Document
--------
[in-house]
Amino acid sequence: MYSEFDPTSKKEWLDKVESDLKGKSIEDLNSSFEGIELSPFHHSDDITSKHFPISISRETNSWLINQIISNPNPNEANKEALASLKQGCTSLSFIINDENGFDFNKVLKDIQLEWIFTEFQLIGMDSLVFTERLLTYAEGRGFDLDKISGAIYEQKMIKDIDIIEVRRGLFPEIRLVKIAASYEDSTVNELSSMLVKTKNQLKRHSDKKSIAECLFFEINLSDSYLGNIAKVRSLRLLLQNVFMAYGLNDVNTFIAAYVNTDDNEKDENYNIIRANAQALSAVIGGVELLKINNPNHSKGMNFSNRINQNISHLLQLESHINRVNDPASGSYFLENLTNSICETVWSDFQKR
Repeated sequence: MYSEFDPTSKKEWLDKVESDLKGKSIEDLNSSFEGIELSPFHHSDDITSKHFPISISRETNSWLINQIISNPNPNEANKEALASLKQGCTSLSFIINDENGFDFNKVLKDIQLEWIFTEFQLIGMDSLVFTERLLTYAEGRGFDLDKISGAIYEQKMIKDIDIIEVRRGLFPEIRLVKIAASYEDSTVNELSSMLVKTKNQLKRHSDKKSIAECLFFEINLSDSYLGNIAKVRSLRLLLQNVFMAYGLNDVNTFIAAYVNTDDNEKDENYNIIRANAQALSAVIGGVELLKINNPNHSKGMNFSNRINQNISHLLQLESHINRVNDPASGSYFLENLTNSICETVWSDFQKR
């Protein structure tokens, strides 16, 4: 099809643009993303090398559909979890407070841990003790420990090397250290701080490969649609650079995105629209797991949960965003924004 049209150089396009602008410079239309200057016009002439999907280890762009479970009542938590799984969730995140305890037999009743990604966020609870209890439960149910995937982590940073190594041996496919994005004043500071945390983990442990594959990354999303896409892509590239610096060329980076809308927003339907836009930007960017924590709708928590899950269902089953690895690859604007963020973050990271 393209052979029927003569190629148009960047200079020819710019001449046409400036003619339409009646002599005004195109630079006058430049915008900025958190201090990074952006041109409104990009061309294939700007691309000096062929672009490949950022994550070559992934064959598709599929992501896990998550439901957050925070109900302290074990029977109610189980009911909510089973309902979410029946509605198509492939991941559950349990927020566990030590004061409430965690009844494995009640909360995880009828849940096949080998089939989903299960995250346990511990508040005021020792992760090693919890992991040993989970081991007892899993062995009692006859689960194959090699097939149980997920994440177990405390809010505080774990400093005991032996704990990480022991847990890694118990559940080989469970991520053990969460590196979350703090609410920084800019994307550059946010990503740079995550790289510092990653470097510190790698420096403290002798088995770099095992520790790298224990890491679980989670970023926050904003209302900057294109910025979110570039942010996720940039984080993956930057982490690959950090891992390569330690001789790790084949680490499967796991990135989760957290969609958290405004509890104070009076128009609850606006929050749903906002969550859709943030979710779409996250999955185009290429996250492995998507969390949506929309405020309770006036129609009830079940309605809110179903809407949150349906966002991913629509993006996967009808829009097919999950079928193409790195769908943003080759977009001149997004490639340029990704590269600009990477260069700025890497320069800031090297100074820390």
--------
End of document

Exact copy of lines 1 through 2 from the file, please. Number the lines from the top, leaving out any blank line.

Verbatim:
[in-house]
Amino acid sequence: MYSEFDPTSKKEWLDKVESDLKGKSIEDLNSSFEGIELSPFHHSDDITSKHFPISISRETNSWLINQIISNPNPNEANKEALASLKQGCTSLSFIINDENGFDFNKVLKDIQLEWIFTEFQLIGMDSLVFTERLLTYAEGRGFDLDKISGAIYEQKMIKDIDIIEVRRGLFPEIRLVKIAASYEDSTVNELSSMLVKTKNQLKRHSDKKSIAECLFFEINLSDSYLGNIAKVRSLRLLLQNVFMAYGLNDVNTFIAAYVNTDDNEKDENYNIIRANAQALSAVIGGVELLKINNPNHSKGMNFSNRINQNISHLLQLESHINRVNDPASGSYFLENLTNSICETVWSDFQKR